Answering the Tough Questions

Emotional boo-boo? Best to rip the Band-Aid

Emotional boo-boo?
Best to rip the Band-Aid.

When trouble erupts, it’s natural to want to hunker down. But silence isn’t a viable option. The hardest pill to swallow may be realizing you need to set the record straight.

People often have things they’d prefer to keep quiet because it’s embarrassing, damning, painful, or a combination of everything. Problem is, you don’t get your druthers.

Consider this all-too-frequent conversation:

Us: We need to address this issue now. If we don’t, people will speculate.
Client: Let them speculate all they want. I don’t care.
Us: Trust me. You will care. If you stay silent, it’ll only cause more questions. By reporters, investors, the public, your family, opposing counsel. They want to know.
Client: But it’s none of their [insert your favorite expletive] business!
Us: That may be true. And I understand how painful this it. But if you don’t bite the bullet now, the pain will only be worse later.

The goal is simple. Get out in front and frame the story on your terms. Otherwise, you’ll fall farther and farther behind. You can hold your breath and wish it away as much as you’d like, but you won’t be doing yourself any favors.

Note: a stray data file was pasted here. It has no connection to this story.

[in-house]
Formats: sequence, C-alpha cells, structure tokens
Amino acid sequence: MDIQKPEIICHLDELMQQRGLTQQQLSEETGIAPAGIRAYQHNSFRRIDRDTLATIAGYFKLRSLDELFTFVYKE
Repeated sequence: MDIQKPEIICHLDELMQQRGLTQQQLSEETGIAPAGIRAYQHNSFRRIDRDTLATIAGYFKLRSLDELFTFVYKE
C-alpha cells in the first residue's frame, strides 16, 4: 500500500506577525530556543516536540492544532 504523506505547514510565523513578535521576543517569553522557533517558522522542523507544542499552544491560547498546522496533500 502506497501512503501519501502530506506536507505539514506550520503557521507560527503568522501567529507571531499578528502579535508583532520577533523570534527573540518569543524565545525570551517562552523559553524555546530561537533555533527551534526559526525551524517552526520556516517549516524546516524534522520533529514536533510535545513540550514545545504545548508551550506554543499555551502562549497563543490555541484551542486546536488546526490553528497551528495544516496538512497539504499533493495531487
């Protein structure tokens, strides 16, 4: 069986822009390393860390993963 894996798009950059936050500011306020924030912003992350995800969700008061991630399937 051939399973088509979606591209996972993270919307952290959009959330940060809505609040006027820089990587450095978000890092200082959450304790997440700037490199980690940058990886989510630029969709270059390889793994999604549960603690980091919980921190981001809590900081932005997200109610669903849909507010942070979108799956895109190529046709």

When you know that something is going to be made public soon, you shouldn’t waste your precious time in denial. You need to figure out how you’re going to frame your story.

There’s a time-honored rule in our business: We often talk about how you don’t answer the question you’re asked. Instead, answer the one you want. (The reason it’s time-honored is because it works so well.)

Here are two things you can do put this into practice:

First, ask yourself, How can I sidestep this so I don’t seem evasive?

Remember: Different audiences have different needs. Reporters just want a pithy quote. Investors just want to be reassured their money is safe. The public and your family just want to an explanation that’s reasonable and comforting. Opposing counsel — well, they’ll never be satisfied.

Second, shift the conversation. What would you prefer to focus on?

Do you have a bright, shiny object to distract them with? Can you plausibly steer their attention to someone or something else?

Lesson: Rip the Band-Aid. Make the story short-lived. Then quickly move on.

——

“Because Reputation Is Your Most Valuable Asset”

Gillott Communications is a Strategic PR firm. We’re Fixers. Crisis & Reputation Management. Litigation. Media Relations. Crisis Prep. More than half a century of expertise working with clients to resolve issues both in and outside the media’s glare — in their professional and personal lives.

You can reach Roger Gillott and Eden Gillott Bowe directly at 310-396-8696.

If you don’t already subscribe, please sign up for our blog, Insights on High-Stakes PR.

For a deeper glimpse into our world, see our book on Amazon, “A Lawyer’s Guide to Crisis PR: Protecting Your Clients In & From the Media.”

Photo courtesy of freedigitalphotos.net

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